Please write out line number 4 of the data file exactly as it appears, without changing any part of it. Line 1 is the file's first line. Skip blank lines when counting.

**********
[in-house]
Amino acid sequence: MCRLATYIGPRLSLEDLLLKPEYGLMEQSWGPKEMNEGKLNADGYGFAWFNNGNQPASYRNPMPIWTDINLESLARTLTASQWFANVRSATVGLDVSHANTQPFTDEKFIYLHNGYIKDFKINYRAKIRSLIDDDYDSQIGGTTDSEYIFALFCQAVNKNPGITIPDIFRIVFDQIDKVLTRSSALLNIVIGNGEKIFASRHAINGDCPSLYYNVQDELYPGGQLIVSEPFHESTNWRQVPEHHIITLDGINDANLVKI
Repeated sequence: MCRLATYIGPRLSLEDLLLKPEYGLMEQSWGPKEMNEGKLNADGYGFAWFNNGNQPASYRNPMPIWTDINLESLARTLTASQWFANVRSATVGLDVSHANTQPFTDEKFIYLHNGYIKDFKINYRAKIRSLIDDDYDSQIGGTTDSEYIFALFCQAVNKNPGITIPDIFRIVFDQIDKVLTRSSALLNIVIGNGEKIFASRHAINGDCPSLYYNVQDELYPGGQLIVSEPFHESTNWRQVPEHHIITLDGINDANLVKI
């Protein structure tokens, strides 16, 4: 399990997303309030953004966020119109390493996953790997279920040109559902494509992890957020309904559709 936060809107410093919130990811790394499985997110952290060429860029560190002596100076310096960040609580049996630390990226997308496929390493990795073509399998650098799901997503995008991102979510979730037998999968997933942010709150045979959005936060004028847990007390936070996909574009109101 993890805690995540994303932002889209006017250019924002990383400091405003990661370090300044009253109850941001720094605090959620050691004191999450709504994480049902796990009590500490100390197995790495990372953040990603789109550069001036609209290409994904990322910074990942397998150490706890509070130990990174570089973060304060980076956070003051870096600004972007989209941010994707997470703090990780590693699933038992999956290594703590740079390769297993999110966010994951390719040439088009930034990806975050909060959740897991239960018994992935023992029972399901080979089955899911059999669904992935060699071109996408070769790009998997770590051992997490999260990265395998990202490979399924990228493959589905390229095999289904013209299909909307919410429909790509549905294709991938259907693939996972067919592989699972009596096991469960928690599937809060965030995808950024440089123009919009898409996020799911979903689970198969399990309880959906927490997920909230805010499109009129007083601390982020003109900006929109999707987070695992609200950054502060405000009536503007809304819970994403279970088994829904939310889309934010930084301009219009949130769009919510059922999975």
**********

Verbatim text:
């Protein structure tokens, strides 16, 4: 399990997303309030953004966020119109390493996953790997279920040109559902494509992890957020309904559709 936060809107410093919130990811790394499985997110952290060429860029560190002596100076310096960040609580049996630390990226997308496929390493990795073509399998650098799901997503995008991102979510979730037998999968997933942010709150045979959005936060004028847990007390936070996909574009109101 993890805690995540994303932002889209006017250019924002990383400091405003990661370090300044009253109850941001720094605090959620050691004191999450709504994480049902796990009590500490100390197995790495990372953040990603789109550069001036609209290409994904990322910074990942397998150490706890509070130990990174570089973060304060980076956070003051870096600004972007989209941010994707997470703090990780590693699933038992999956290594703590740079390769297993999110966010994951390719040439088009930034990806975050909060959740897991239960018994992935023992029972399901080979089955899911059999669904992935060699071109996408070769790009998997770590051992997490999260990265395998990202490979399924990228493959589905390229095999289904013209299909909307919410429909790509549905294709991938259907693939996972067919592989699972009596096991469960928690599937809060965030995808950024440089123009919009898409996020799911979903689970198969399990309880959906927490997920909230805010499109009129007083601390982020003109900006929109999707987070695992609200950054502060405000009536503007809304819970994403279970088994829904939310889309934010930084301009219009949130769009919510059922999975």